25 Sep 2017

Man dies less than a day after being sent home from hospital

4:58 pm on 25 September 2017

A 62-year-old man died at home in his bed 17-and-a-half hours after being sent home from a hospital emergency department.

generic hospital ward

Photo: 123RF

In a report released today, Health and Disability Commissioner Anthony Hill said an unnamed registered nurse and senior emergency department (ED) doctor failed to provide good care.

He said that after feeling unwell for days, the man went to the ED in 2014 with an abnormal heart rate, temperature and breathing. The nurse recorded his blood pressure and oxygen saturation levels over three hours, but not his pulse, breathing or temperature.

Mr Hill said the man's oxygen levels were low enough to indicate severe hypoxia, but no action was taken over that issue.

He added that the nurse failed to tell the senior ED doctor about the hypoxia result, which with the other readings, indicated severe sepsis. That meant that admission to hospital, and potentially intensive care, was needed.

Instead, the doctor ordered the urgent administration of IV fluids, diagnosed pneumonia and discharged the man home. The man's cousin, who came to collect him from hospital, told Mr Hill that his cousin was sitting in the waiting room and did not look happy.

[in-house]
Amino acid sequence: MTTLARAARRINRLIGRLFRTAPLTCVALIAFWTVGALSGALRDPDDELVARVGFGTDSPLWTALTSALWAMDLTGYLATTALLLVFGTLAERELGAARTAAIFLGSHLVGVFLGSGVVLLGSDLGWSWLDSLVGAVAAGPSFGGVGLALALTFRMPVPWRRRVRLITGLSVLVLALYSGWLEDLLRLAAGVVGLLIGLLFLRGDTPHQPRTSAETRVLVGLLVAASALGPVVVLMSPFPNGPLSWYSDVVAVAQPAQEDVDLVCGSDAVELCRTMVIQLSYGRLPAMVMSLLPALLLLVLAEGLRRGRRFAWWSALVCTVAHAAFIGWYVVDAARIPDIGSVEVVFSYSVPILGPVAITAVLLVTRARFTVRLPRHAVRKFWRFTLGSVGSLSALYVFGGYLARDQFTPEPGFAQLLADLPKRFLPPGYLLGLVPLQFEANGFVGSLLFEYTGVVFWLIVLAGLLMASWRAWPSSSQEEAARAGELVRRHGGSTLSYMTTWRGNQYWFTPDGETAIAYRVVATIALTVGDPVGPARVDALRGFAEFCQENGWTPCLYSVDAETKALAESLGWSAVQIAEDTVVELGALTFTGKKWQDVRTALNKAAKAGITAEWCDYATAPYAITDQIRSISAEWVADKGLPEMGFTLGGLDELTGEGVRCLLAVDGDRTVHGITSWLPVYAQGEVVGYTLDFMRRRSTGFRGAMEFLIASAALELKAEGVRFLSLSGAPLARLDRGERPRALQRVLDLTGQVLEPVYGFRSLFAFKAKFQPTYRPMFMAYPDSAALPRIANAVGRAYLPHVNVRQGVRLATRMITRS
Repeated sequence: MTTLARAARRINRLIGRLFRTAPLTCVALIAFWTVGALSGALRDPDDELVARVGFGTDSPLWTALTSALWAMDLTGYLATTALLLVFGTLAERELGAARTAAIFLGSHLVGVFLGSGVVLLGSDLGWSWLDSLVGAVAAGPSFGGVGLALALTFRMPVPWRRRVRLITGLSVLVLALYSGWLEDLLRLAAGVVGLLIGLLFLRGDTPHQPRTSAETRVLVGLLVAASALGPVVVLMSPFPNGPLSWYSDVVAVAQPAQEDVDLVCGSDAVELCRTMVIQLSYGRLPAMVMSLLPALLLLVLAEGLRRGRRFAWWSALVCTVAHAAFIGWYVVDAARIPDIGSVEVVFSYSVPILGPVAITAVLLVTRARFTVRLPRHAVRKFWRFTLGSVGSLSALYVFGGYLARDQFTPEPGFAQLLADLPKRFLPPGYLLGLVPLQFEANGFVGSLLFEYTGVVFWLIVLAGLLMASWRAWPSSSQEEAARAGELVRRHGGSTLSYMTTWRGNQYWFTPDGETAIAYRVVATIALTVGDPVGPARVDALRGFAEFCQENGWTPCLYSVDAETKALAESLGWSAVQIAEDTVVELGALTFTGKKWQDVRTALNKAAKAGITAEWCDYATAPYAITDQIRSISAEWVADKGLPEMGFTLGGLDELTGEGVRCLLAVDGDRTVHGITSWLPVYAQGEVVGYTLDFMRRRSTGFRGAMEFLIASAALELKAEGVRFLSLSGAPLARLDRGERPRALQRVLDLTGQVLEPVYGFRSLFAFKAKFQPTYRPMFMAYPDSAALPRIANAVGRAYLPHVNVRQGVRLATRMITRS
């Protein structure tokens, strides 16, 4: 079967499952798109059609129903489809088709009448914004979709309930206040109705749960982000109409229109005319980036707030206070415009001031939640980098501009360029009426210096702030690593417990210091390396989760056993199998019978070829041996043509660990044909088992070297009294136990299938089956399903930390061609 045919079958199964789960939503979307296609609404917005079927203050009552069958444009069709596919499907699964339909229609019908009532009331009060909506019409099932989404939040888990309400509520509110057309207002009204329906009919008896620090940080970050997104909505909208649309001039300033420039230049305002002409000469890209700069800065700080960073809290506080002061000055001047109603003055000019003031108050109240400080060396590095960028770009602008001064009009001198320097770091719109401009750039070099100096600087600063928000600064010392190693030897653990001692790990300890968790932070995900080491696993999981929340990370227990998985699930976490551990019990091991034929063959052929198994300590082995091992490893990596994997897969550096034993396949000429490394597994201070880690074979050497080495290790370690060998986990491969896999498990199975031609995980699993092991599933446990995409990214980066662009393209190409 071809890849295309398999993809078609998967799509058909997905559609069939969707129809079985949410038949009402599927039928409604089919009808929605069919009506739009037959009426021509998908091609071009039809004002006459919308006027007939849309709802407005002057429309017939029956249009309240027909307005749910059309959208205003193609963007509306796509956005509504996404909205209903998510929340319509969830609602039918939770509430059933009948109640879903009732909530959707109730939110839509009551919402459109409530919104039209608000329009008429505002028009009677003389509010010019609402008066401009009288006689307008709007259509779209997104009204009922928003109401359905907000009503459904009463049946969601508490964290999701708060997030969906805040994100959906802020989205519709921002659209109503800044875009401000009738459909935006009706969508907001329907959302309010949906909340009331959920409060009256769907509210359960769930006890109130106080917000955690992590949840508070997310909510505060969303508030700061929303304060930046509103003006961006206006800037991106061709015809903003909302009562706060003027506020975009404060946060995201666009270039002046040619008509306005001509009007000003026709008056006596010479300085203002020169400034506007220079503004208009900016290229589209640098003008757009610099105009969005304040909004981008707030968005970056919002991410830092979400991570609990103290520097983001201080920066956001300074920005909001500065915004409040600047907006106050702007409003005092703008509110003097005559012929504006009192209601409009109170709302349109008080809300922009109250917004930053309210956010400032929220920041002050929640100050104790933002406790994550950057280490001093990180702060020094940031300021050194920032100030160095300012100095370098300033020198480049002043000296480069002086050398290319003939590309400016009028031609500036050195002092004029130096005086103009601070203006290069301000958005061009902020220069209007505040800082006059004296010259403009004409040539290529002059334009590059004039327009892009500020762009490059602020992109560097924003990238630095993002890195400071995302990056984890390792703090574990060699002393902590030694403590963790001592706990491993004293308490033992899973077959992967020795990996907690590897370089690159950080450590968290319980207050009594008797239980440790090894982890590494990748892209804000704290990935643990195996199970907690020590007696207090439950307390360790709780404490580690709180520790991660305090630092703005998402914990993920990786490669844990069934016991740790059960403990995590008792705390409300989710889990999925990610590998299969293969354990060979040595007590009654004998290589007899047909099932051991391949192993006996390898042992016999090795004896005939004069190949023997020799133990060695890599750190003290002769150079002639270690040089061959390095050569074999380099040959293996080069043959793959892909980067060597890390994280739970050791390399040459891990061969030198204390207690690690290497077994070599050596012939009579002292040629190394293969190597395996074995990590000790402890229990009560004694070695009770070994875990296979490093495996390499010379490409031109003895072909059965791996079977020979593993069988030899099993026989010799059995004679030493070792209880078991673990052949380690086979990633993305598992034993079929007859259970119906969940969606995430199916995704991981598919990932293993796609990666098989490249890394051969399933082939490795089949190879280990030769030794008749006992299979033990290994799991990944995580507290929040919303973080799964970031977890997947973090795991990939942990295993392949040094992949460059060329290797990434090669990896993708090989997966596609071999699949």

He was found dead in his bed next morning and a coroner reported that the cause of death was complications of flu with widespread heart muscle scarring as a contributing factor.

The nurse said she could not recall the details and regretted that her documentation of her actions appeared incomplete.

Mr Hill said she breached patient rights, and needed to have someone audit her documentation in the ED over a month. She also needed further training in patient monitoring.

The doctor, Dr D, complained to Mr Hill that it was a particularly busy shift with "multiple complex presentations". He added he was the sole senior doctor and looking after seven other patients while also overseeing the patients of another doctor.

A doctor known only as Dr I said it was difficult for doctors to see nurses' notes and lab notes were also hard to monitor because computers logged off after a few minutes and were slow to process.

Dr I added that there was no integrated electronic medical system.

He told Mr Hill that the case "has hallmarks of a hurried decision, a discharge where the attending doctor lacked time to marshal all the data, think out the case and reflect on the entire picture."

He concluded however that those matters did not excuse a medical mistake by Dr D.

For its part, the DHB acknowledged it did not have an integrated electronic medical system, saying that was a "utopic situation that all DHBs in the country are trying to achieve". It accepted that improvements were needed in the ED but said it was safe and the need for improvement was irrelevant to what happened.

Mr Hill said Dr D should have reviewed all the test results about the man before discharging him. The failure to do this breached patient rights, and the Medical Council had decided separately that he would need to undergo a performance assessment.

He said the unnamed DHB was not liable for the failures as the ED was not too busy or under-staffed at the time.

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